In 1999 George Jones made the decision to return his focus to the traditional country sound that defined his earlier work and made him a living legend with the album Cold Hard Truth. The result was an instant classic and a must have for any Jones record collection.
The viability and killer songs on the 10 track release didn’t go unnoticed as it sold well and earned Jones a CMA nomination for song of the year for the unforgettable lead in “Choices.” This nomination, and a poor decision by the producers of the CMA Awards show, led to one of the most unforgettable moments in live music awards history thanks to one hell of a dedication/protest by Jones’ friend and fellow superstar Alan Jackson.
Jones was invited to perform “Choices,” 1999’s Grammy winner for Best Male Country Vocal Performance, at the CMAs but was told he’d have to cut the song short due to time restraints. In response No Show Jones decided he’d just rather not attend.
Jackson went on stage that night to perform his hit “Pop a Top” but stopped it cold and launched into “Choices.” The crowd erupted with applause understanding the statement in song that Alan was making. When he was done, Jackson simply walked off stage without a word.
Jones later said of Jackson’s brave stance:
“What he did at the CMAs meant more to me than I could ever say. I was watching the show, and when he began singing ‘Choices,’ it moved my wife Nancy and me both to tears. He made a huge statement on my behalf, and on behalf of traditional country music, and didn’t worry about what the consequences might be.”
George’s first album for Asylum follows this devastating table-setter with a great mix of rip your heart out ballads (the title track, “When the Last Curtain Falls”) and honky tonk toe tappers (“Ain’t Love a Lot Like That,” “Sinners and Saints”). There’s no crutch of any duets with other stars and the temptation to have a novelty song is also bypassed.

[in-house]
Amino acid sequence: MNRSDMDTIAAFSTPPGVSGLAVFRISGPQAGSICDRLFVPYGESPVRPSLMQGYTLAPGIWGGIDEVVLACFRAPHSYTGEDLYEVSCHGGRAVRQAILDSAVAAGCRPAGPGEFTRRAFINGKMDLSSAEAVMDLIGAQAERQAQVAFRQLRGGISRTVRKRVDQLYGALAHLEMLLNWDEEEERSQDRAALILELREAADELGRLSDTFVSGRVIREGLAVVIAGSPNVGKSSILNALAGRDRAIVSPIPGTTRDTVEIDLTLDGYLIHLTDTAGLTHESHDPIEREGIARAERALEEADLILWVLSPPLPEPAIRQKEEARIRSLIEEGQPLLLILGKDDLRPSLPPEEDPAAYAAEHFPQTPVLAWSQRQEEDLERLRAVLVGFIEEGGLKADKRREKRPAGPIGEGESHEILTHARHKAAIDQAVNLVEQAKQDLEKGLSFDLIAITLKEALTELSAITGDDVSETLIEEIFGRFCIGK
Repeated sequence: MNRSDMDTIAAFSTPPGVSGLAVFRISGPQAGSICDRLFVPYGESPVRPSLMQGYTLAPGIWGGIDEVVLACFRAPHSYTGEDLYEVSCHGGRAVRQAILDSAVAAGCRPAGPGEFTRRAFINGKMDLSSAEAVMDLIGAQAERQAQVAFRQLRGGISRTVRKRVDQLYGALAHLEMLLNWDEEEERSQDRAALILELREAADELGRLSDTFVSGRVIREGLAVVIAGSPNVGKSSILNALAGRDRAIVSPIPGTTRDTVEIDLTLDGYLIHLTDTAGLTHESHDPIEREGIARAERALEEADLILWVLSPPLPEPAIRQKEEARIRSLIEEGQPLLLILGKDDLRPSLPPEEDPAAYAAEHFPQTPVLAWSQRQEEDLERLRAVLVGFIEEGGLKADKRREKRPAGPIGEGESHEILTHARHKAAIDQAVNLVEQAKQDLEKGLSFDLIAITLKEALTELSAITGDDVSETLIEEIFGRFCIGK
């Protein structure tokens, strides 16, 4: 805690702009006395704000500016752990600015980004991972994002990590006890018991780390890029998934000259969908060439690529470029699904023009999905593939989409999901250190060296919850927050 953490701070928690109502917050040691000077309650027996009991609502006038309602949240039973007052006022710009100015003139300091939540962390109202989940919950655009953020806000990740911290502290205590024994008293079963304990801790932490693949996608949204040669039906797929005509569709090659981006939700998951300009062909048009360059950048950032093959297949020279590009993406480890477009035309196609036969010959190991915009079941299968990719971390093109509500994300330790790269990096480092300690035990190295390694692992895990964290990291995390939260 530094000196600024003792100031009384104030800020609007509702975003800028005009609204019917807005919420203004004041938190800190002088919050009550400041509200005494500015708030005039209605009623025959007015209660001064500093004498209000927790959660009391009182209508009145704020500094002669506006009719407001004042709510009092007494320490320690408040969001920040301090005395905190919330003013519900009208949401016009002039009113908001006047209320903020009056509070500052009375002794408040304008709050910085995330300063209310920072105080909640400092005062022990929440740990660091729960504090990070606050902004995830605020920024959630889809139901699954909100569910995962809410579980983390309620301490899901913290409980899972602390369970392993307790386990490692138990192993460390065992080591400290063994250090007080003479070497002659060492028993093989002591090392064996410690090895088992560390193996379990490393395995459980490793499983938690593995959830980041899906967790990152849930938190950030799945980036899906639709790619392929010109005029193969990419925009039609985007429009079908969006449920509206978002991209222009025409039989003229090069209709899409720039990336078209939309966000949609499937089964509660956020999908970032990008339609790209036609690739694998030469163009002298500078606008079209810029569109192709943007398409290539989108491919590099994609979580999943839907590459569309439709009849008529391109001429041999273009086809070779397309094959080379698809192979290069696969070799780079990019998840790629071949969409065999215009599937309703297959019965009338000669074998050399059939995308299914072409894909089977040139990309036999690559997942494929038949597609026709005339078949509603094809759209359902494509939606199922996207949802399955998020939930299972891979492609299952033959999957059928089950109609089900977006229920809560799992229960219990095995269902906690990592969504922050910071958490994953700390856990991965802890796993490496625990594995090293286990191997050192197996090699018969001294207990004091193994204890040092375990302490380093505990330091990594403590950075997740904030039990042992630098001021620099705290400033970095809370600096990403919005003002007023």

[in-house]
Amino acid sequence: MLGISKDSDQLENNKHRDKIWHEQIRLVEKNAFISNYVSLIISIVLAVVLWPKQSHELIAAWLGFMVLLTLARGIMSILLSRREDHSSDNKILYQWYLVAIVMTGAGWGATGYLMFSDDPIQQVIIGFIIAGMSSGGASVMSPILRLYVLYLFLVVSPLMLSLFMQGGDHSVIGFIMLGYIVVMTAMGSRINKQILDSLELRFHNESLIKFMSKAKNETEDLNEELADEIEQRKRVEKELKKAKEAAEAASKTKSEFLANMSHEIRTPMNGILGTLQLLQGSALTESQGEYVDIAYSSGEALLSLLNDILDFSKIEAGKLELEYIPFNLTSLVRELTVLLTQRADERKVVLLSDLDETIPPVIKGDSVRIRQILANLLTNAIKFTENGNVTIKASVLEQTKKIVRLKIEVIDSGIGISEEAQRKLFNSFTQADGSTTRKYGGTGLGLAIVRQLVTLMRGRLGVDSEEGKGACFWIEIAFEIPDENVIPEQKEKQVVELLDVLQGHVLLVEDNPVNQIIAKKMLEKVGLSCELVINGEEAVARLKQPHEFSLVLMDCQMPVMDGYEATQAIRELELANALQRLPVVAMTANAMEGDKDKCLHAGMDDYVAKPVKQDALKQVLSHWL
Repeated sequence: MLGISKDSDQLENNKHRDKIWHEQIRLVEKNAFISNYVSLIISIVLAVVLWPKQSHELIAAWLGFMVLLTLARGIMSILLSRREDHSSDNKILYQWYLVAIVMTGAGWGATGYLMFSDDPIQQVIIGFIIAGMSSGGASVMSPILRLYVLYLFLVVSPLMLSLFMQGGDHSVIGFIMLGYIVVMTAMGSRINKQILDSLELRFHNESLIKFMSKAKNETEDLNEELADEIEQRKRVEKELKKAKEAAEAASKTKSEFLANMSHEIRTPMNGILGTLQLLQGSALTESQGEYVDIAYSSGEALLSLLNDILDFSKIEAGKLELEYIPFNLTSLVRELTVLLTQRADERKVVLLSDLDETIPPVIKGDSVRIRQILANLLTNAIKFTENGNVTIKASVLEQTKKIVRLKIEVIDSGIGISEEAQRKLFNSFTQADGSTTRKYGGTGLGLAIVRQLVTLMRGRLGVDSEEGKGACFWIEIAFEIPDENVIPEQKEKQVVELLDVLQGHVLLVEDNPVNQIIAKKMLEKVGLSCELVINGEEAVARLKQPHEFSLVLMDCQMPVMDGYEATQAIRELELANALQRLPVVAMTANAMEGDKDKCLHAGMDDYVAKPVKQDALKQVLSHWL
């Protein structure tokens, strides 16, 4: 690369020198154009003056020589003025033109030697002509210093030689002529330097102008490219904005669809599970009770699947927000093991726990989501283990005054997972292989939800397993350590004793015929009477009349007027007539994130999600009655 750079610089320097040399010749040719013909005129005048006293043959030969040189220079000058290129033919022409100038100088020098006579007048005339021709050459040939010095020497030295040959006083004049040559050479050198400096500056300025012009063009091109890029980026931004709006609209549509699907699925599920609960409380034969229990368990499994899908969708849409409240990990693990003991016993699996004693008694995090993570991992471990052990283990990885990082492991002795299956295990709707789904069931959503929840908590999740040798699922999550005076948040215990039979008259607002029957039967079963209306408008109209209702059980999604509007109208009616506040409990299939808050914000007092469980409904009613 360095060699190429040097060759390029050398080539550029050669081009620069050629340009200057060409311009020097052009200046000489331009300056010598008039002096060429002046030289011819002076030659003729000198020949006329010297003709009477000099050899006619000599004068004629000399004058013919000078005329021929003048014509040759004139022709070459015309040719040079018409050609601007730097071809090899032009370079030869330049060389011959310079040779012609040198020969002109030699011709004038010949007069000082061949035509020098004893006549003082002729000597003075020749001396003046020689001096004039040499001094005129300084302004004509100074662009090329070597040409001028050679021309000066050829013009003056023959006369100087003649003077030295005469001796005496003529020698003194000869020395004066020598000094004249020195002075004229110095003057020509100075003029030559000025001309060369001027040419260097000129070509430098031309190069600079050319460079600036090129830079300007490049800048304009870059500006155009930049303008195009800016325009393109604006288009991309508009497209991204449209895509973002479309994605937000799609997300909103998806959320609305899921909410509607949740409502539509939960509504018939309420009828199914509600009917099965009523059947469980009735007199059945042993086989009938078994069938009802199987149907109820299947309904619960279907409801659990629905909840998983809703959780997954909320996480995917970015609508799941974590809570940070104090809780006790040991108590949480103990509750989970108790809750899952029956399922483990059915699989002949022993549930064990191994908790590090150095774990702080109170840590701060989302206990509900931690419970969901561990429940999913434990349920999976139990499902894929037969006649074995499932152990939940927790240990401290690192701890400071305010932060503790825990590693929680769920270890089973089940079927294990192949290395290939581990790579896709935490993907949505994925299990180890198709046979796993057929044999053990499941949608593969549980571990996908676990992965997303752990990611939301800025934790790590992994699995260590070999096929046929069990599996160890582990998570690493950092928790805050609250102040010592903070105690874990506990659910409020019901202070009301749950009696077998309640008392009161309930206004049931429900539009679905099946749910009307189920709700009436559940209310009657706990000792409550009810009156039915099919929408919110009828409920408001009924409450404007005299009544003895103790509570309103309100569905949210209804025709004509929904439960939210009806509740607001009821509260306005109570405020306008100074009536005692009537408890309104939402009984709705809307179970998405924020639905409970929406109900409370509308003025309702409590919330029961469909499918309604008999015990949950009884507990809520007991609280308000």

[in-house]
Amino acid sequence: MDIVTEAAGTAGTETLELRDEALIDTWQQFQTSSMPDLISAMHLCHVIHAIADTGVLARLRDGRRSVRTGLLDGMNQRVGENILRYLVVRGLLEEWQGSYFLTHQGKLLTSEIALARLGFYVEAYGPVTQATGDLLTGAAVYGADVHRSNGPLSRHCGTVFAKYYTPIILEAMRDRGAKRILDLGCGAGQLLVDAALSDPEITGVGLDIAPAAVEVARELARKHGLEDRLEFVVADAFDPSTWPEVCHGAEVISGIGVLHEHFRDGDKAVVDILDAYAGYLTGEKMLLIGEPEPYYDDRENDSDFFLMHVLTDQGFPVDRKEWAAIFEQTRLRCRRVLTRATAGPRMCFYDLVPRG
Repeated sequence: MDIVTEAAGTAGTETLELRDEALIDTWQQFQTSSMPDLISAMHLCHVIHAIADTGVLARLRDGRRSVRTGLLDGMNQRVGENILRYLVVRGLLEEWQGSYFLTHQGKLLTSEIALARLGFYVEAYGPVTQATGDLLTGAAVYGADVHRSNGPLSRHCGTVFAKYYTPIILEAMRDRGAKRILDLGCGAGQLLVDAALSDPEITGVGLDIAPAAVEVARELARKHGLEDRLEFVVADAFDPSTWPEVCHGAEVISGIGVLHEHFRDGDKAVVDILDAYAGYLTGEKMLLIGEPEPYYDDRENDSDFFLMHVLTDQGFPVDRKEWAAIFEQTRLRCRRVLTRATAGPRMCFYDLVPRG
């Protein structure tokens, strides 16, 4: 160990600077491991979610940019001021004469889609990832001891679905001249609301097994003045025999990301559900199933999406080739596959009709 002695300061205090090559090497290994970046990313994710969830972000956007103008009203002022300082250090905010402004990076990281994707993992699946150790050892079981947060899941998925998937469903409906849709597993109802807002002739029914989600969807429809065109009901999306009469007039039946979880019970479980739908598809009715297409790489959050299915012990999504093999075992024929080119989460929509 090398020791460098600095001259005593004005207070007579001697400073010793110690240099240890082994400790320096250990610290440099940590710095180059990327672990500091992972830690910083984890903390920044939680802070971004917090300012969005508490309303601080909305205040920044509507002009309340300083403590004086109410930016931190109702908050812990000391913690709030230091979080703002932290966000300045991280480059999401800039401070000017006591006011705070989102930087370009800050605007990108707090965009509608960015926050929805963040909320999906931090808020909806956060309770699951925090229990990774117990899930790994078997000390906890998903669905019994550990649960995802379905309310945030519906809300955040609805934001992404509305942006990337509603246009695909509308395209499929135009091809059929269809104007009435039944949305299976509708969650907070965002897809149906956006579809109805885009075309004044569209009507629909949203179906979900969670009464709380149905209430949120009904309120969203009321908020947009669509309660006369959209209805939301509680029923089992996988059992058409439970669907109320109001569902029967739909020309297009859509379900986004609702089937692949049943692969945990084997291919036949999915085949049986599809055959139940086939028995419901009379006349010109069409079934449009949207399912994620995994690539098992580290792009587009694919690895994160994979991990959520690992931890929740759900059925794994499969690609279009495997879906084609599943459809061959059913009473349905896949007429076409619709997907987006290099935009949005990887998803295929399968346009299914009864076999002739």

What results is a complete work that doesn’t allow for let up. The songs selected for the release, led by producer Keith Stegall, are dead on and it’s pretty obvious in hearing them they connected with arguably the greatest country singer of all time.
During Jones’ last few years his incomparable voice waned a bit but it’s as good as it ever was on Cold Hard Truth.
When I found out about Jones’ passing this was the album I went for because it seemed to me that these were the songs and the voice of a man who’d fully lived the cold hard truth that permeates the whole set. I wanted to know what advice George had for me via his art – and this one seemed the best to answer that call.
I opened a cold one, put ‘er on and just about lost it when “Choices” started – then I went ahead and let it all out when the title track played. Lefty Frizzell, mentioned in Jones’ classic “Who’s Gonna Fill Their Shoes,” sang “it just tears me up to see a grown man cry” but I figured Jones had earned that much from me.
This stellar recording from George was all the proof I’ll ever need that he earned that and much, much more.
George Jones was an all-time great and “Cold Hard Truth” is one of his very best.